Two docuseries about NXIVM present a question: Are the people who have escaped a controlling organization the most reliable sources on what happened to them?
Ten years after the hit series debuted, television’s reliance on rape culture still feels exploitative.
All season long, The Falcon and the Winter Soldier asked not only what it meant for a Black man to inherit the storied shield—it asked whether the shield was worthy of him.
Mare of Easttown, starring Kate Winslet as a Delaware County detective, is brilliantly specific in its portrayal of a community. More of its peers should follow suit.
Television, of late, has been obsessing over technological advances that don’t yet exist—rather than the innovations that are already changing our romantic lives.
In the ornately violent AMC series Gangs of London, even the pigeons are on cocaine.
The author recognized that humiliation is a kind of trauma—and that gentle humor could help neutralize it.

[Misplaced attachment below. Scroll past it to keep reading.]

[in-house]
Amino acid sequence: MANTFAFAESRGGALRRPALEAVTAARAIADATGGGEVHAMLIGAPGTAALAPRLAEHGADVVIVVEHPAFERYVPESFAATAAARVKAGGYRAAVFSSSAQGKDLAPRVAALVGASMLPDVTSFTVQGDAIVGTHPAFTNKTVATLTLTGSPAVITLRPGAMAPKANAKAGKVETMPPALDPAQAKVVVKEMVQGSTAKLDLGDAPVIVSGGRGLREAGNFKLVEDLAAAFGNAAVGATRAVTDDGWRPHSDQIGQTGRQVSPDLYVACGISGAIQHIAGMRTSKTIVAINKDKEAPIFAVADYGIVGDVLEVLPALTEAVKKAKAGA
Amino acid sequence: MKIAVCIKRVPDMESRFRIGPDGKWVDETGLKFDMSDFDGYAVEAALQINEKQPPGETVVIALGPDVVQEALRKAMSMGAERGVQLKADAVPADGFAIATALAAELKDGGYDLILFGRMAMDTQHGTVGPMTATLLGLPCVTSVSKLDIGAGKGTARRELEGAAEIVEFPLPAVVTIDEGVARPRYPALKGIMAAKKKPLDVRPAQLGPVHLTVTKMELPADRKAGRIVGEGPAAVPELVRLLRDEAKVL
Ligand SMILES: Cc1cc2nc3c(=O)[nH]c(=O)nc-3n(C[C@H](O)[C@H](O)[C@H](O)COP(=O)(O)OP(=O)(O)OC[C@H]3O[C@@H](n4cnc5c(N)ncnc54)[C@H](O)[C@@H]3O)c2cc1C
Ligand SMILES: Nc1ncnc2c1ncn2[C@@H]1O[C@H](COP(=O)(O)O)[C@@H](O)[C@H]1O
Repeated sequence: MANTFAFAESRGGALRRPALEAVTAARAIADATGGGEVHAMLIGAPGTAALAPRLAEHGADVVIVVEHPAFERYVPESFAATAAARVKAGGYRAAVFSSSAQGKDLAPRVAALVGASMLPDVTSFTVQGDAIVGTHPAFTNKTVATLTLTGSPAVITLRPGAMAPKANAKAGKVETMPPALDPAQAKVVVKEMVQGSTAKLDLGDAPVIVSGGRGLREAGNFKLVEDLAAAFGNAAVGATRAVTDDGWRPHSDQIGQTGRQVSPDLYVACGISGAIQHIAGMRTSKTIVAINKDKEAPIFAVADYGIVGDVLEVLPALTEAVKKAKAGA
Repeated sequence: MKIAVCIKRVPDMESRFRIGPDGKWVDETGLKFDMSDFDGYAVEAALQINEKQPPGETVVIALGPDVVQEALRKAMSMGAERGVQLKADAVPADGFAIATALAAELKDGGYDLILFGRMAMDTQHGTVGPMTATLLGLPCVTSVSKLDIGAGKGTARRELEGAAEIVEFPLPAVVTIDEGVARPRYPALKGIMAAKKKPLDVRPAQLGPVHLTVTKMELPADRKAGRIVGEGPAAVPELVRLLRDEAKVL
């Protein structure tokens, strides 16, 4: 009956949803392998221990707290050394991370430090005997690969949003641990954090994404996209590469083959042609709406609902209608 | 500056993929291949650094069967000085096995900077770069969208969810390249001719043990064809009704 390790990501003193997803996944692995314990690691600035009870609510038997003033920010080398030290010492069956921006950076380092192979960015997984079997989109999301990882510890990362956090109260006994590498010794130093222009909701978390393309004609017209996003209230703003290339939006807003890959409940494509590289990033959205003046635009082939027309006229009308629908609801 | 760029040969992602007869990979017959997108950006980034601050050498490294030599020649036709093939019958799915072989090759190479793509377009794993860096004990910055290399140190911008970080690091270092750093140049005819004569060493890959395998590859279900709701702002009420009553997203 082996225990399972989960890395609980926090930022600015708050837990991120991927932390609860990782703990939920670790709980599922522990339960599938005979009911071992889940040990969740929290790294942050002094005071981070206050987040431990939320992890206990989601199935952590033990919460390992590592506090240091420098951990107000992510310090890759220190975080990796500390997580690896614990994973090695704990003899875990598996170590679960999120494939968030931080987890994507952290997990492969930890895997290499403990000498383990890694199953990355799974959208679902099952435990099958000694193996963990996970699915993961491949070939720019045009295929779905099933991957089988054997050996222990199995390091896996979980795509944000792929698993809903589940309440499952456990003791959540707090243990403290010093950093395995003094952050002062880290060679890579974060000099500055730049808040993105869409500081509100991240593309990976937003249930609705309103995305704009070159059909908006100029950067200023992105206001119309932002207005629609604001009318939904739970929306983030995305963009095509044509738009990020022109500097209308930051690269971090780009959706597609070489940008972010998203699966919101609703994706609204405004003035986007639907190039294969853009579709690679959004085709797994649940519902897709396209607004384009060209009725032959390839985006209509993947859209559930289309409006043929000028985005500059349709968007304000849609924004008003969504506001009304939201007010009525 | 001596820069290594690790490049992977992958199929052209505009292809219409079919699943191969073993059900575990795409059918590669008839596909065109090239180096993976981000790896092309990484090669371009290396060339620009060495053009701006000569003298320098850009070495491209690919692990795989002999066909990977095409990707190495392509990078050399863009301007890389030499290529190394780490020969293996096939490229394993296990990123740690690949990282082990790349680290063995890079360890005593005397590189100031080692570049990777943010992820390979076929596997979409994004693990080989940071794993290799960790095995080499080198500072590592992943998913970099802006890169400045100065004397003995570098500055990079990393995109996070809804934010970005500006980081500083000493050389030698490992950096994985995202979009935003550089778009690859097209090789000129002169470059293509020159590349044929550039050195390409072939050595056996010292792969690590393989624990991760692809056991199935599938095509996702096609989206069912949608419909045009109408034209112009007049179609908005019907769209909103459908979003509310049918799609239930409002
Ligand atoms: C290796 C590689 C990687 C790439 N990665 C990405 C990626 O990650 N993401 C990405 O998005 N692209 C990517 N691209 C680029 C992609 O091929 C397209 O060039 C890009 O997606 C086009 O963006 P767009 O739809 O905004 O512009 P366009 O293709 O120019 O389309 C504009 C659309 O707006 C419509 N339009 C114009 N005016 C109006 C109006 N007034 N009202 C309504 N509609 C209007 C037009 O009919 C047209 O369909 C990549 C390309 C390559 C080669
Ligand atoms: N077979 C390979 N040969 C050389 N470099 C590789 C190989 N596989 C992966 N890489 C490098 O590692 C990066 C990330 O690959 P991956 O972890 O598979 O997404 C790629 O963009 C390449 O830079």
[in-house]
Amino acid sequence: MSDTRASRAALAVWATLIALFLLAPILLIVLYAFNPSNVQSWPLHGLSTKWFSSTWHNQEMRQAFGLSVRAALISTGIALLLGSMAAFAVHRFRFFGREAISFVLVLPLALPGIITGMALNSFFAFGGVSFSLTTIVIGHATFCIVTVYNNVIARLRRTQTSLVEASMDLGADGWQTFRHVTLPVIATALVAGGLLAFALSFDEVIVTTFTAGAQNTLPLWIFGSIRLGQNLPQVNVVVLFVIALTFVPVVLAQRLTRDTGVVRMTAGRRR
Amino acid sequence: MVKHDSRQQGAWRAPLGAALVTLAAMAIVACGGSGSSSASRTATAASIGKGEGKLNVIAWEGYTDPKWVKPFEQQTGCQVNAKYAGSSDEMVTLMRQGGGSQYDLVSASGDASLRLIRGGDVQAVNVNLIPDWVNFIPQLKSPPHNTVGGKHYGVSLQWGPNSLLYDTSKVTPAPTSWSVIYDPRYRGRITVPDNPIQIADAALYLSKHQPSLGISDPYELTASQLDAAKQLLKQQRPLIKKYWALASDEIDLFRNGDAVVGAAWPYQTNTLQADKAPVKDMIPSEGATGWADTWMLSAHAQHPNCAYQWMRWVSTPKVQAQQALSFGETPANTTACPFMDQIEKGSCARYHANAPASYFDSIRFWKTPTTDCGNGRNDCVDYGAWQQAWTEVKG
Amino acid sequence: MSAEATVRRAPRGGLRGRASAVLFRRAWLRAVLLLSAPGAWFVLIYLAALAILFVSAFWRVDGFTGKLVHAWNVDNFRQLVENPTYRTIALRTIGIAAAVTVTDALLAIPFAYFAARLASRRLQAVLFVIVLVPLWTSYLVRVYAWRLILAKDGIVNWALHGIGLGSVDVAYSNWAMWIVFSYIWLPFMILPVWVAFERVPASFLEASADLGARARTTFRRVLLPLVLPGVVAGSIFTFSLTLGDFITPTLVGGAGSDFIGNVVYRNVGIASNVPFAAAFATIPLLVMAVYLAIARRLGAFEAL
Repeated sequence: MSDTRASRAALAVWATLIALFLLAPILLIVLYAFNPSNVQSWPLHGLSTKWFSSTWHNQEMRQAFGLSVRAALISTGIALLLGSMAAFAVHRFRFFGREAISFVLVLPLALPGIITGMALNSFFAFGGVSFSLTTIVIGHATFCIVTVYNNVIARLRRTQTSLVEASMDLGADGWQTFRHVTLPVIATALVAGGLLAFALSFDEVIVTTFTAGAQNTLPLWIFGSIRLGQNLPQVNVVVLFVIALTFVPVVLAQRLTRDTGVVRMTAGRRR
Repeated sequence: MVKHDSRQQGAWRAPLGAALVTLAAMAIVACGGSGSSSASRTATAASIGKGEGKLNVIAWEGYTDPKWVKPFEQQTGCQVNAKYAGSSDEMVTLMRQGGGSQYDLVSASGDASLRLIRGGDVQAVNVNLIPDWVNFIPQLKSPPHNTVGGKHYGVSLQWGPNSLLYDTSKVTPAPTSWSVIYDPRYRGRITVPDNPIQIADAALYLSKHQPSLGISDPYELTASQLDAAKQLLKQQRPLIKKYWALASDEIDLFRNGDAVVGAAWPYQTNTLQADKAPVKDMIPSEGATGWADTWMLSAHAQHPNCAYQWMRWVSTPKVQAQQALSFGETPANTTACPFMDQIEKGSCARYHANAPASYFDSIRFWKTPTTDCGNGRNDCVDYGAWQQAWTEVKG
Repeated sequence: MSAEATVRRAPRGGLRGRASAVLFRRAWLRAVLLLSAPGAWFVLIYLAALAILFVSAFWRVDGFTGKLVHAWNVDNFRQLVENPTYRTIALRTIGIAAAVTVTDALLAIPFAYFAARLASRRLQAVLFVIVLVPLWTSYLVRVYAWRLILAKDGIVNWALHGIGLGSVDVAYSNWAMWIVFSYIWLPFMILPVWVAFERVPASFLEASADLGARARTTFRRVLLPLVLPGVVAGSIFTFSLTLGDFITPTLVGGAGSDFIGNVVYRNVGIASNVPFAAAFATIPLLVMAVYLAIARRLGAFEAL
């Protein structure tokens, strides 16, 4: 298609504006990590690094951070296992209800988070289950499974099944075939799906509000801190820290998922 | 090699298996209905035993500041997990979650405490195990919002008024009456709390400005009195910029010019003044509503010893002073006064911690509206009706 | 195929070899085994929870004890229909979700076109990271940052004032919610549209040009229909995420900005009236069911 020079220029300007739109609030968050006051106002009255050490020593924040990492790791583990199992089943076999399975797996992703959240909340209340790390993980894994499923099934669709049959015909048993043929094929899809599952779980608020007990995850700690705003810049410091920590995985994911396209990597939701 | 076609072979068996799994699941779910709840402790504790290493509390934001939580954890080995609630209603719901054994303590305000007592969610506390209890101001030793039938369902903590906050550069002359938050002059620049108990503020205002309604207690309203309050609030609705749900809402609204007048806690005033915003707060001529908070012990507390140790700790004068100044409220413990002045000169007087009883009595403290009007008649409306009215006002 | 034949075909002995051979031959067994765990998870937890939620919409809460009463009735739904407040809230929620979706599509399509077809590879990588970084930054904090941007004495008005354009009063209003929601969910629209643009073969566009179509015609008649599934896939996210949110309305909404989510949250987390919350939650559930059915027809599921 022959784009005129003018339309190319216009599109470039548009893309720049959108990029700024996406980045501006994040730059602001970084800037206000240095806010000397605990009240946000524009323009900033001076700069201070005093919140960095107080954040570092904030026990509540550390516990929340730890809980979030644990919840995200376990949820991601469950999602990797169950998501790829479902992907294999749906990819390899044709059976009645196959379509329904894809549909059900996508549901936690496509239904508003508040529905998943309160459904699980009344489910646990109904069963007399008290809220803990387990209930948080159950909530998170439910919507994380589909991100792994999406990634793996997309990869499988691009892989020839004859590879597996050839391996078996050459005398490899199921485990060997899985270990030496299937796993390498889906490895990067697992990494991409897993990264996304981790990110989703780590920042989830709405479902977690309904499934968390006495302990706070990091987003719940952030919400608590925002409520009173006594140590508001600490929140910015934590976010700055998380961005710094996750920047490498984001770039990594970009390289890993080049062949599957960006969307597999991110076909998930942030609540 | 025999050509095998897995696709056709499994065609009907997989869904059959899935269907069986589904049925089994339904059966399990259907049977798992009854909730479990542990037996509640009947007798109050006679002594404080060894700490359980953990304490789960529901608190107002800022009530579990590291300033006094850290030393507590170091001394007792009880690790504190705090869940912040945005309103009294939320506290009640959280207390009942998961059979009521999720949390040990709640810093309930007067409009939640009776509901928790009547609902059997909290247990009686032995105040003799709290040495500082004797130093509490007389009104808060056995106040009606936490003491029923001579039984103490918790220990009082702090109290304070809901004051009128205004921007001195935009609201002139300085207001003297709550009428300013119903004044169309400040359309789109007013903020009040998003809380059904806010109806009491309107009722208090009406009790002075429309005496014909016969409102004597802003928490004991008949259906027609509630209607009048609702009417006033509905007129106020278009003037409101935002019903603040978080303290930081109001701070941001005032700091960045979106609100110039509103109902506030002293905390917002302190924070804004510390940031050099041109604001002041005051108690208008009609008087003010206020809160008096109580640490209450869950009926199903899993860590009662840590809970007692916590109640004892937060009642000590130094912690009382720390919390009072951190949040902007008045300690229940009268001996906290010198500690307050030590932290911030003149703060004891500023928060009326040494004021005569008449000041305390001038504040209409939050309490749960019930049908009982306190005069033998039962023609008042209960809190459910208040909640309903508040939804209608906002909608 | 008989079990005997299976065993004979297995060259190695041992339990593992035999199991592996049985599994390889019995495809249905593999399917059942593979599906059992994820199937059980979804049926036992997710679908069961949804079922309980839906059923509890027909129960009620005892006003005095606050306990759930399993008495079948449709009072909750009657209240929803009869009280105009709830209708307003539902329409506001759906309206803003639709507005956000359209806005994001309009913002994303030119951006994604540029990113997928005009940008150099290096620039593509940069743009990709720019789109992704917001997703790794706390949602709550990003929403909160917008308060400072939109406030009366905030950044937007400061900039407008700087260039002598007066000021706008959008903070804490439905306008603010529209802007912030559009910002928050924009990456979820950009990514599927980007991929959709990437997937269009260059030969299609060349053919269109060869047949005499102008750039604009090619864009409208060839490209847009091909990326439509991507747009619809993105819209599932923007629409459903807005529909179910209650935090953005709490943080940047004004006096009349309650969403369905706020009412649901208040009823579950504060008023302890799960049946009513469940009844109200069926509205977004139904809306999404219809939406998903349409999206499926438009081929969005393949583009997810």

Rape culture permeates adolescence. The lessons that it teaches girls cast long shadows.
HBO’s six-part Q: Into the Storm turns the conspiracy theory into a rollicking adventure.
This completely different person I’ve become since I gave birth is someone virtually no one knows.
Two new TV series offer hints.
A new docuseries about the molestation allegation against Woody Allen is determinedly focused on making its case, sometimes at the expense of nuance.
The more vulnerable she became, the greater the public’s interest was in watching her disintegrate.
Across decades of Silence of the Lambs sequels and spin-offs, Hannibal Lecter has become a pop-cultural juggernaut. Starling, not so much.
The AMC miniseries sidelines international intrigue to focus on the mundane dread of contamination.
Lupin, the French-language series about a charismatic thief, embraces its source material—and then transcends it.
The best shows of the 45th presidency captured the essence of an unprecedented leader by seeing past his act.
Emerald Fennell’s debut movie is a revenge thriller explicitly designed to subvert assumptions about femininity and serious works of art.
Netflix’s The Crown and Showtime’s The Reagans offer four different models of female power colliding with history, and with one another.
The miniseries Expecting Amy captures the comedian’s complicated pregnancy with extreme honesty.
Taste the Nation is breezy in tone, but it exposes the betrayals at the heart of “American” cuisine.